Hans Sloane and His Books

To celebrate World Book Day 2015, I tweeted out examples of letters that discussed the library and books of eighteenth-century collector Sir Hans Sloane.

Embed

  1. Sloane was one of the eighteenth-century's main collectors. In addition to aquiring objects, he also accumulated about 40,000 books and manuscripts. These would be the foundational collection for what would become the British Museum (later, the British Library).
  2. Part of Sloane's correspondence can be searched at my database, Sir Hans Sloane's Correspondence Online:  https://drc.usask.ca/projects/sloaneletters/doku.php . The database provides letter summaries and, sometimes, transcriptions.
  3. Here is some indication of how Sloane built up his collection: getting others to buy up large lots on their travels, then send it back to him. And it could be a lengthy process.
  4. There are lots of letters to Sloane that refer to what people were reading and borrowing, lending or buying books.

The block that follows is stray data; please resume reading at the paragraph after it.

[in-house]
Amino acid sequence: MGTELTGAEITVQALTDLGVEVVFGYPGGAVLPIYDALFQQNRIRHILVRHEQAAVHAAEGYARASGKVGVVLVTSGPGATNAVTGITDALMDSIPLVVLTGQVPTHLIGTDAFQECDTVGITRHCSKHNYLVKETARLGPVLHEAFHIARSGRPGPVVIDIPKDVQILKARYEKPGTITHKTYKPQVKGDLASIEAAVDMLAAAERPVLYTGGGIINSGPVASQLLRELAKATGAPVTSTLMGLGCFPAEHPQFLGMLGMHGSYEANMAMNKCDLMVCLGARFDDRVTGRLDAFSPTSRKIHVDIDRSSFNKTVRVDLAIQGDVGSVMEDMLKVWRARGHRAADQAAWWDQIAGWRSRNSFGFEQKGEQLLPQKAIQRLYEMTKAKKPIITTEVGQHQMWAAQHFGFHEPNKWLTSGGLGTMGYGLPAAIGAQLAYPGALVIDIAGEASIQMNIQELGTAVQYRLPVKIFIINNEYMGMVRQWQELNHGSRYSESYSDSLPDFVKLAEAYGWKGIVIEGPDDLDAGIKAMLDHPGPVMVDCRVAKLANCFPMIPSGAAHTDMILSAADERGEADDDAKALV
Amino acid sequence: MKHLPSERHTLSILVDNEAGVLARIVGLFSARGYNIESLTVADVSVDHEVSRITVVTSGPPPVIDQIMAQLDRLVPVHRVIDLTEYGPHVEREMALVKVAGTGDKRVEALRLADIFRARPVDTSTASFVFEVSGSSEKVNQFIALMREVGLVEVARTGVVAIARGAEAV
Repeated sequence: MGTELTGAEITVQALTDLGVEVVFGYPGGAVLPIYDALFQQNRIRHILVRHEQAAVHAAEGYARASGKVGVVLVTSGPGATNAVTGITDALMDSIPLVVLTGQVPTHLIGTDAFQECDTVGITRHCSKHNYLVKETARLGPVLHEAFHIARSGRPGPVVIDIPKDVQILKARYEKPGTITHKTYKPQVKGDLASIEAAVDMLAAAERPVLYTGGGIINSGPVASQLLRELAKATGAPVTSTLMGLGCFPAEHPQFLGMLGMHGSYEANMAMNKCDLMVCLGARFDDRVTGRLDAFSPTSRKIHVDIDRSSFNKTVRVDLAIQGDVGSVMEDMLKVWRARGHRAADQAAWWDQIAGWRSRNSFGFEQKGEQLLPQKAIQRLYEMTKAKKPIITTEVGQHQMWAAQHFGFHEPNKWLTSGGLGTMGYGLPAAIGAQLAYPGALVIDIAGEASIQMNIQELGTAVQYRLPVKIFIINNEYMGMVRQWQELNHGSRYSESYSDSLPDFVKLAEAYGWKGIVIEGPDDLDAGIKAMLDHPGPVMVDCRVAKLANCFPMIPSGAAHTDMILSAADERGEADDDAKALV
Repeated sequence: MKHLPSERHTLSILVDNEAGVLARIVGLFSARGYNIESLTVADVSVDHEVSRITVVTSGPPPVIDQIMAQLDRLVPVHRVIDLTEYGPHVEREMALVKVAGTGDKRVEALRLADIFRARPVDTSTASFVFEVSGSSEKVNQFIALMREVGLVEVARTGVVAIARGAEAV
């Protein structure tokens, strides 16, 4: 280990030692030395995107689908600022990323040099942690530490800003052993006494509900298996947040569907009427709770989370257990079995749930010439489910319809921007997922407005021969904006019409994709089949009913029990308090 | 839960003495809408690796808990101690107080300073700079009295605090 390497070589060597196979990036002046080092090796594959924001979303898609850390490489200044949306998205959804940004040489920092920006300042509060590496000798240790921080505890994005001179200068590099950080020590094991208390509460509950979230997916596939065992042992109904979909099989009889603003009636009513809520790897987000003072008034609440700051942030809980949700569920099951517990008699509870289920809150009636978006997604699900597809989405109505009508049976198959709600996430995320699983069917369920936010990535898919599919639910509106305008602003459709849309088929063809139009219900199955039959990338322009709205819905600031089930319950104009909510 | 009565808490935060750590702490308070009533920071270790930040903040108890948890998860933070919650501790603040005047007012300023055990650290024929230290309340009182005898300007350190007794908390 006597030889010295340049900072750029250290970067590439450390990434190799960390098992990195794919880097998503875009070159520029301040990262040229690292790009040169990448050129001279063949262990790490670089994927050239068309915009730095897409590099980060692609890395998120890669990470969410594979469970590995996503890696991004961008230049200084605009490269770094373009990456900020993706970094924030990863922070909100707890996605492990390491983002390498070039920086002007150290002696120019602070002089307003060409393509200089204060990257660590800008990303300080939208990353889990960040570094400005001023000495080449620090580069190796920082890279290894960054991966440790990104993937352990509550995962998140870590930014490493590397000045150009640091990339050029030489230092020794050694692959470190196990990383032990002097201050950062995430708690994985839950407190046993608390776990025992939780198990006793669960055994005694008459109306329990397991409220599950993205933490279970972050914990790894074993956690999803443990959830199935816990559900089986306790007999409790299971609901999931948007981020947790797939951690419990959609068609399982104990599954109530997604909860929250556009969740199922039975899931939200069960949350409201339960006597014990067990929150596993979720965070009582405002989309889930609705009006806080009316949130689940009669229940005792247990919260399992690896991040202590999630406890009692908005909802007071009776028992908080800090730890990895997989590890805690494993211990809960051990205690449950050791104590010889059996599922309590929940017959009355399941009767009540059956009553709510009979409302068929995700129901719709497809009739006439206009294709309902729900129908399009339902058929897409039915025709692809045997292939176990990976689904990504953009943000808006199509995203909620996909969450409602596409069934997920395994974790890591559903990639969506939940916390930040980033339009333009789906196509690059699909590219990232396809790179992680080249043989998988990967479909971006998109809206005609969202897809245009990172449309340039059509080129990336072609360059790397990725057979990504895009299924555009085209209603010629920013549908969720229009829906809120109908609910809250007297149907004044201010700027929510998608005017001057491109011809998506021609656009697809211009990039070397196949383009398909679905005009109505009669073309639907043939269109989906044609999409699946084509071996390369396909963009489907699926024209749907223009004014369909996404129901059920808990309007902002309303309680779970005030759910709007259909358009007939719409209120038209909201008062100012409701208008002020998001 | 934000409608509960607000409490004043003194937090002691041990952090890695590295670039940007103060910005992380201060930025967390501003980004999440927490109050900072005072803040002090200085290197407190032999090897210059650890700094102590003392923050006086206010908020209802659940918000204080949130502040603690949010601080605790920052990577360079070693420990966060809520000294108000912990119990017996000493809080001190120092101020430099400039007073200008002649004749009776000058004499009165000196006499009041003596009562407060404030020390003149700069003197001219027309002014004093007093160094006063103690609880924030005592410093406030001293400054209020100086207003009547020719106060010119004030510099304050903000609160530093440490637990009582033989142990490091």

5. This letter touches on the exchange of books between readers so that each could fill gaps in their own collections. Etienne-Francois Geoffroy, a Paris physician, had a large collection of medical and chemical books--especially ones written in French.
  6. Sloane's book network stretched from Italy to France to the Netherlands, and further afield.
  7. But Sloane often passed on books, sending duplicates--for example--to other libraries, such as the Bodleian.
  8. Or sending books of interest to other collectors. But what I also find interesting here is the method of delivery: via other travellers.
  9. But what did borrowers want? Sometimes just good conversation and ideas...
  10. William Derham regularly provided details on what books he borrowed from Sloane.
  11. Others had more specialised interests.
  12. Thomas Smith's flattery reflected a reality: Sloane really did have a lot of stuff that might be useful to the right person, as well as rare. And if he didn't have it, he might be able to obtain special books through his connections.
Like
Share

Share

Facebook
Google+